Embattled Rutgers Basketball coach Mike Rice is embattled no more. He’s been fired for hitting, shoving and rebuking his players with homosexual slurs. Now certain members of the Rutgers faculty are delivering an ultimatum to university President Robert Barchi, insisting that he resign over his first response to Rice’s behavior.
Barchi leveled a stiff fine ($75,000) on Rice, suspended him, and made him attend anger-management counseling. Losing about 12 percent of his salary and attending behavior-modification classes may seem like a realistic punitive reaction to Rice’s conduct—and it apparently was five months ago when all this took place last fall—but then something was added to the equation.
The media got hold of a video tape showing Rice carrying on at a 2012 practice, and…well, you know what happens next. Call it media overkill, call it airing dirty laundry in public, call it letting the cat out of the bag, call it whistleblowing, call it, “Uh-oh; I thought I took care of all this!”
Whatever tag you put on this issue, one factor becomes increasingly clear: Many, if not most private decisions at this level eventually become public. You would think President Barchi had to realize that, especially since another nearby university president (Penn State’s Graham Spanier) found himself attired in similar dirty laundry just a few short (by news media standards) years ago.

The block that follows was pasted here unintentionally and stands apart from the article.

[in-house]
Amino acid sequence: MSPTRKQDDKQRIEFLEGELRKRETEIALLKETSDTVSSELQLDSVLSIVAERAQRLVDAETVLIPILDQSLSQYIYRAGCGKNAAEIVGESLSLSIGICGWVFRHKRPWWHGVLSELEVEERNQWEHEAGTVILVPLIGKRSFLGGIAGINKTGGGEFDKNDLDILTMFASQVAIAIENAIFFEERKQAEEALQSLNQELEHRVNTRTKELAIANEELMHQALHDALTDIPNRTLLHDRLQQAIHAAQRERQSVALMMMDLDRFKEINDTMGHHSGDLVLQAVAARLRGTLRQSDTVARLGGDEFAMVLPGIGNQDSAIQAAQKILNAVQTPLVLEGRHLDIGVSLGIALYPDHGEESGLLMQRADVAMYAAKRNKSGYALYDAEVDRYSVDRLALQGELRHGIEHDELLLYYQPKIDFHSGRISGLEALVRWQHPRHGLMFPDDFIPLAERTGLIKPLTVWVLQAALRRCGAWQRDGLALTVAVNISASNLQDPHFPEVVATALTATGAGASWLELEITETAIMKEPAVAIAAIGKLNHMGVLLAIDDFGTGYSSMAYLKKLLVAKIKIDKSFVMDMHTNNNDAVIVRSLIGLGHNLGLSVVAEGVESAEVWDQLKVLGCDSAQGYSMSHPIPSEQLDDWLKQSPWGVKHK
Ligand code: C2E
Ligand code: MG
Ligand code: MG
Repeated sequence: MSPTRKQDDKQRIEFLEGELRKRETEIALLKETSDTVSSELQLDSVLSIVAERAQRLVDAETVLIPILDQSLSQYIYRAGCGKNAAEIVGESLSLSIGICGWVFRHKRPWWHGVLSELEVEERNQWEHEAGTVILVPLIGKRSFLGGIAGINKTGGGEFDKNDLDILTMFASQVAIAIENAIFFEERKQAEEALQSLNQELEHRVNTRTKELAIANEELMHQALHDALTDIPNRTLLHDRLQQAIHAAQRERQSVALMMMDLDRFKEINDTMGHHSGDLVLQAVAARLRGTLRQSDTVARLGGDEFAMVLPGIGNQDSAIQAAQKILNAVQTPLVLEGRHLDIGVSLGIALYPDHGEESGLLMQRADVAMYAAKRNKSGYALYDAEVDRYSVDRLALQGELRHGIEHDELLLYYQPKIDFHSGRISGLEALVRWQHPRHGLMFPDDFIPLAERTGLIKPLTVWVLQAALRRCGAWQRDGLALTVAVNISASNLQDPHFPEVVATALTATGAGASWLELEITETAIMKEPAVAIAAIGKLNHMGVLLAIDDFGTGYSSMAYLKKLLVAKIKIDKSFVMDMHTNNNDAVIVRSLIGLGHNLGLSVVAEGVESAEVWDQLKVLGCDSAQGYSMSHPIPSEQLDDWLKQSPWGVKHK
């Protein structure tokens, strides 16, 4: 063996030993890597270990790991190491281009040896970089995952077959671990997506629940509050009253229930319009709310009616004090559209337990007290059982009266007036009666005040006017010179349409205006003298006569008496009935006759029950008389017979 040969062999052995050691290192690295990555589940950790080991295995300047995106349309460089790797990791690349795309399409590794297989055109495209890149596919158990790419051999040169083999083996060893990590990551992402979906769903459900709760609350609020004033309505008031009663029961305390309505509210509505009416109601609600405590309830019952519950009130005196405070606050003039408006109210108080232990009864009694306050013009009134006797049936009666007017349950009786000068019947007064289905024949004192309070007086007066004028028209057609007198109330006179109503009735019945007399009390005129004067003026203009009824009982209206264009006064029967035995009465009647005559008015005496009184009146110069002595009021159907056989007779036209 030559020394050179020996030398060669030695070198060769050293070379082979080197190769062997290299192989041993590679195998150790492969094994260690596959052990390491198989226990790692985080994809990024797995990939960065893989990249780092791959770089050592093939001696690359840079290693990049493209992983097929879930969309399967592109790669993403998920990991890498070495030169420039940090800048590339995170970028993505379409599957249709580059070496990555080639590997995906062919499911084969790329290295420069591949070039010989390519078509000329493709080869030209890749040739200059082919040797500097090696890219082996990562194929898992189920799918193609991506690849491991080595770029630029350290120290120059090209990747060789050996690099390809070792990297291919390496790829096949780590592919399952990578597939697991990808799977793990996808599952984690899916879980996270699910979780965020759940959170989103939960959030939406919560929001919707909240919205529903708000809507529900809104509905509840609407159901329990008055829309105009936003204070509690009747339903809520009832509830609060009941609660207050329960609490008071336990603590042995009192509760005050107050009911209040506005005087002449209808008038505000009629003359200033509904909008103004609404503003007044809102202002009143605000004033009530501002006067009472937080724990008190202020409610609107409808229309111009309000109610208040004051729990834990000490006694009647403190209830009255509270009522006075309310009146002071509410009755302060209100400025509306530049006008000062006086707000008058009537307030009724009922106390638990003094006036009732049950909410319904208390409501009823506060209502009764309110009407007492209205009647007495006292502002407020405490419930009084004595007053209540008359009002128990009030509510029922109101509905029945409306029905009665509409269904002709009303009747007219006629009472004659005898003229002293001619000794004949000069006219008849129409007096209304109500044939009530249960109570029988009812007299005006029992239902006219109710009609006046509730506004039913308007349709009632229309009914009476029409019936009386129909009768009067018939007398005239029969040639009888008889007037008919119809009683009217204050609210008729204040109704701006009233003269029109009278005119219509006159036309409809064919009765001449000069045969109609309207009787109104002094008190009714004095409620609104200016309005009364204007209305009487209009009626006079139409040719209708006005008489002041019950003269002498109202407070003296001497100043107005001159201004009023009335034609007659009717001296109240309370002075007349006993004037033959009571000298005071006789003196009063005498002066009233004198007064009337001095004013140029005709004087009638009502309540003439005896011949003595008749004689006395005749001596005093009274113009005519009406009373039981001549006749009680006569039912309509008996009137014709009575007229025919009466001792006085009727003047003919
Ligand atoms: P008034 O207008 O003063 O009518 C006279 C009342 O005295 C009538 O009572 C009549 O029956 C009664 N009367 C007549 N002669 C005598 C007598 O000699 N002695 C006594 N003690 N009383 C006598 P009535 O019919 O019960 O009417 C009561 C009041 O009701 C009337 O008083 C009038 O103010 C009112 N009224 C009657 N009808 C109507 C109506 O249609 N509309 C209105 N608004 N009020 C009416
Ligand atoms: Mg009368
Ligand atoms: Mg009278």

During my last three years as a Philadelphia Police supervisor, one of my prime responsibilities was to train all of our command staff—more than 200 senior officers—in media relations. Every month we would put about a dozen commanders through an intensive two-day course concerning the “Do’s & Don’t’s” of dealing with print and electronic media.
And one of the platitudes that I would (try to) hammer home was, “Assume the media is eventually going to find out; so disclose sooner rather than later. Get it out, and get it over-with!” Or, as the IHM nuns taught us back in St. Dominic School, “Whatever you do in private, if you act as though you’re doing it in the presence of Jesus, you can’t go wrong.”
Or something like that.
It’s sort of like ripping a bandage from a wound—Do it quickly and get the discomfort out of the way.
Too many high-powered individuals in high-profile positions never seem to take that dictum seriously. They instead seem to adopt the, “It won’t happen to me” attitude: Richard Nixon…Graham Spanier…Hillary Clinton…Robert Barchi…
Who will be next? And you can be sure; there will be a next time.
Contemporary media is everywhere. With cell phones, iPads, and PCs, every boorish busybody is an instant worldwide reporter. Not as omnipresent as Jesus, of course, but close enough to give us pause when considering how we will be held accountable for our actions.
Those nuns were really ahead of their time, weren’t they!